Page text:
In a new editorial on The Jerusalem Post titled, "NO HOLDS BARRED: THE DEATH OF AMERICAN FORGIVENESS," Rabbui Shmuley says that Barr has "expressed heartfelt regret, amid a flood of tears, over the pain she caused," and for this reason he believes that she is owed forgiveness.
"She said publicly and emotionally that she had done wrong and caused pain to others, in particular Jarrett. Second, she confessed her wrong publicly and personally, multiple times and on many occasions," he went on to say, referring to the "four major steps of Jewish repentance, as outlined by Maimonides."
"Third, she asked the public for forgiveness and went to Jarrett's Twitter account and asked for forgiveness. She has also indicated she would call Jarrett directly if she would be willing to accept her phone call," Rabbi Shmuley added. "And fourth, Barr said she has contributed funds to African-American educational establishments to make restitution."
Following the widely reported on incident that the Rabbi refers to, Barr incurred a massive wave of backlash, resulting in the revival of her sitcom, Roseanne, to be cancelled.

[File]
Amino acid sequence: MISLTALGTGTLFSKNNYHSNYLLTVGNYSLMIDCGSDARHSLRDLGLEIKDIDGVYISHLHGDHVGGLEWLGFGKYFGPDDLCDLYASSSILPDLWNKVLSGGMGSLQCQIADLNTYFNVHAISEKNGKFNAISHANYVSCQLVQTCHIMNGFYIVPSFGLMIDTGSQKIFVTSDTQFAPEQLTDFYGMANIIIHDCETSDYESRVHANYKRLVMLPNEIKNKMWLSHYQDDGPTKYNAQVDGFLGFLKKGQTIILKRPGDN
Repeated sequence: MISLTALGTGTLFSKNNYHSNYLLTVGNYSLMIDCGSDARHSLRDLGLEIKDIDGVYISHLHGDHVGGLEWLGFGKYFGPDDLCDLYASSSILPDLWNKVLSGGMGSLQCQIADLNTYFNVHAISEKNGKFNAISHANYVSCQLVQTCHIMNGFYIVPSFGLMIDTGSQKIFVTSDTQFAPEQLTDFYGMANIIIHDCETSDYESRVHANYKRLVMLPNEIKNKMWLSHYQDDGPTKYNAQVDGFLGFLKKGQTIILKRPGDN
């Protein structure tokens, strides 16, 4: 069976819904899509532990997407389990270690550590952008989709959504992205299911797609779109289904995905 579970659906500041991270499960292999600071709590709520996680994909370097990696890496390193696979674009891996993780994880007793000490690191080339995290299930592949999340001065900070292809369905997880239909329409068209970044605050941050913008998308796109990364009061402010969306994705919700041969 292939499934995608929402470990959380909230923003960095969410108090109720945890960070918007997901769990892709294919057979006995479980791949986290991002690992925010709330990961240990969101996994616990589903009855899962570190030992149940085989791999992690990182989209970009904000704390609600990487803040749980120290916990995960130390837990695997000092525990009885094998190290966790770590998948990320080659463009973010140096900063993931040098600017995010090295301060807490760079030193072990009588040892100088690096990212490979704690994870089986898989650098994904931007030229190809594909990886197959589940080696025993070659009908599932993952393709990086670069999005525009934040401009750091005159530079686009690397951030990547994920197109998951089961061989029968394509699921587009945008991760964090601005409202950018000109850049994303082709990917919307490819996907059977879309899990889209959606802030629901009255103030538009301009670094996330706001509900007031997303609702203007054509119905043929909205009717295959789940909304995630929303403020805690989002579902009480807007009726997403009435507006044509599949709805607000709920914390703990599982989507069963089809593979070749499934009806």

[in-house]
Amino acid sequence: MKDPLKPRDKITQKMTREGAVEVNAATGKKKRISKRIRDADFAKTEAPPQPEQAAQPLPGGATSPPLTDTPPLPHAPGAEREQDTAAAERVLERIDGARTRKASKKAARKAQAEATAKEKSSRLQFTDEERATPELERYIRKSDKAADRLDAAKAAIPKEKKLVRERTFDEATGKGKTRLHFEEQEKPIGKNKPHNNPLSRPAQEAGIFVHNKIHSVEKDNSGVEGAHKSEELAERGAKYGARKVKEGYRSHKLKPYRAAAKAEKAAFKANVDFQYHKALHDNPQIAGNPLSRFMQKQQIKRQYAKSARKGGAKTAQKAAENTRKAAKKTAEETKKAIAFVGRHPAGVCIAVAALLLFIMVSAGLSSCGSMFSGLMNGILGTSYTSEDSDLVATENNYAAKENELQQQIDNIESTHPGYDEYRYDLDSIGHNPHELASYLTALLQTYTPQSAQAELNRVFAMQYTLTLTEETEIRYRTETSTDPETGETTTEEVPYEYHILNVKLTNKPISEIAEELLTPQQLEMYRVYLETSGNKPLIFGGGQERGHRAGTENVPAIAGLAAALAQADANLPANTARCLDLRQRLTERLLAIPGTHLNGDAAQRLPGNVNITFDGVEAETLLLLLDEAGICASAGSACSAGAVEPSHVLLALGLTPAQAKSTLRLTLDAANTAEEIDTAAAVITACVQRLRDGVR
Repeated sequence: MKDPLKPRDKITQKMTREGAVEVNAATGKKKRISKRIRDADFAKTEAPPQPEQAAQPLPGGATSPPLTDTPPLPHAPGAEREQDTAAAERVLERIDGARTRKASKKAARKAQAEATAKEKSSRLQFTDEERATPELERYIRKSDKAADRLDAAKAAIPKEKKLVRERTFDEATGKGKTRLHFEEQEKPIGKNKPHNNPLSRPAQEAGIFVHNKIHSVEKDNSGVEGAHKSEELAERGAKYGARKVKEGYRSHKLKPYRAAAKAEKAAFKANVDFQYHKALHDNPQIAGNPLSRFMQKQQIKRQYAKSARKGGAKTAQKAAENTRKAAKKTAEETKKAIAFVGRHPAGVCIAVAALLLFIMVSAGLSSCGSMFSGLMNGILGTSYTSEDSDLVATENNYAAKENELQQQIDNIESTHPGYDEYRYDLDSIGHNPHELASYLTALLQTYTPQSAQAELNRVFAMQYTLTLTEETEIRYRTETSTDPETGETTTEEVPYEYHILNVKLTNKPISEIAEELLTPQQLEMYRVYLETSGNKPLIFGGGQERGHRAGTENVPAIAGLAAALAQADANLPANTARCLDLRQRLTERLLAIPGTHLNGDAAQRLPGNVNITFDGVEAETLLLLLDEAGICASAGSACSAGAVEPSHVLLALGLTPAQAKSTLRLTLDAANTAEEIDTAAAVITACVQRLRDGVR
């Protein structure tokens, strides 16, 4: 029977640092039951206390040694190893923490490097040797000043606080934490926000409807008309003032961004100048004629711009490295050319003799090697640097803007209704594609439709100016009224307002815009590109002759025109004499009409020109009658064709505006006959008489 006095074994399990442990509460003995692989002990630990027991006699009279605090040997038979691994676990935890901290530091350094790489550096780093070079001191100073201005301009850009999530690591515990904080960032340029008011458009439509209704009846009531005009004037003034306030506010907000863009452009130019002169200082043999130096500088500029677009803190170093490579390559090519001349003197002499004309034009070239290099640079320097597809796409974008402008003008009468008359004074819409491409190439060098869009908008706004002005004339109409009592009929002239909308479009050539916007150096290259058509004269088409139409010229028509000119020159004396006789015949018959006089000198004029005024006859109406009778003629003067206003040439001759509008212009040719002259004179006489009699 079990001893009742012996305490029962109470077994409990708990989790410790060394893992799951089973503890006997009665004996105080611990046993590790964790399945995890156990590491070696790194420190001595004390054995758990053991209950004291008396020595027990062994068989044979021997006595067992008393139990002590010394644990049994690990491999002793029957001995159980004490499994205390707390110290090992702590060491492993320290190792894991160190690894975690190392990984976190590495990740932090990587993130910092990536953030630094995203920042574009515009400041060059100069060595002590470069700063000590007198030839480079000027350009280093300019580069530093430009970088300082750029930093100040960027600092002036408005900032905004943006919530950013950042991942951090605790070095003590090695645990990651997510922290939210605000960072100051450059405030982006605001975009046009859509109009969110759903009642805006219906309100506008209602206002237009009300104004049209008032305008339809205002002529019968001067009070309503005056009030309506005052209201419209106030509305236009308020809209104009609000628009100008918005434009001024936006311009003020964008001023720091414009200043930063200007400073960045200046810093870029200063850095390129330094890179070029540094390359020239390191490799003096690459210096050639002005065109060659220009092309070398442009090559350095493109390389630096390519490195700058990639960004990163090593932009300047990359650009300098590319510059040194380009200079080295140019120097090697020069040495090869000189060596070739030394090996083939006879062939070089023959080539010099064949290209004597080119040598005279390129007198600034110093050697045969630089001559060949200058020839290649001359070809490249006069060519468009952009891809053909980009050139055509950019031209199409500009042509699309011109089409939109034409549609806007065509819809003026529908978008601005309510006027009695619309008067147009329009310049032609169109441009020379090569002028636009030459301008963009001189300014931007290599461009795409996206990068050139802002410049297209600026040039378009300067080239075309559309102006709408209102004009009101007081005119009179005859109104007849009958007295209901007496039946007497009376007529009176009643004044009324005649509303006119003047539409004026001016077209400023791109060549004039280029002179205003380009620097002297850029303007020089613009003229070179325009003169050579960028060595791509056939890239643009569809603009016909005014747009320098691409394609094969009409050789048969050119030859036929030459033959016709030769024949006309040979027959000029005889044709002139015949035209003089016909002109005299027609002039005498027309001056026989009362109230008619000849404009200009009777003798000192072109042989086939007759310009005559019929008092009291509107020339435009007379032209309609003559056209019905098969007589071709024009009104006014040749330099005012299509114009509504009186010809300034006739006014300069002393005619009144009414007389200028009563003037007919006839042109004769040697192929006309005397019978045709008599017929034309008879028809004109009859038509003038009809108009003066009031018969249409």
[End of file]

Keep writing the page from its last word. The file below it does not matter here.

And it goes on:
She subsequently did two podcast interviews with Rabbi Shmuley, in which she apologized profusely for her comment. Shmuley feels that she is deliberately being refused forgiveness in the wake of her pleas.
"Amazing. A woman who is world renowned can do two public interviews where she cries her eyes out, begs forgiveness, says loudly and plainly that she does not want her legions of fans to defend her, as she knows she's done wrong, and still there are so many who refuse to forgive," Rabbi Shmuley went on to chide.
"If it is true that civility is dead in America, then civility's equally important cousin, forgiveness, is equally dead," he added. "And what a tragedy for America."
He goes on to cite recent incidents with Robert De Niro, Peter Fonda, and Samantha Bee, all who made comments about member of the First Family that were seen as offensive and vulgar by some standards.
"Do I want to see any of these people destroy themselves, lose their career, and never be forgiven? Heck No. I love De Niro. He is a transcendent actor, one of the greatest in cinematic history," Shmuley said. "I want to see an America that believes in atonement and forgiveness."
In closing, Rabbi Shmuley referenced the words of Martin Luther King Jr., who said, "We must develop and maintain the capacity to forgive. He who is devoid of the power to forgive is devoid of the power to love. There is some good in the worst of us and some evil in the best of us. When we discover this, we are less prone to hate our enemies."
"It's time we listened to his inspired words," Rabbi Shmuley concluded.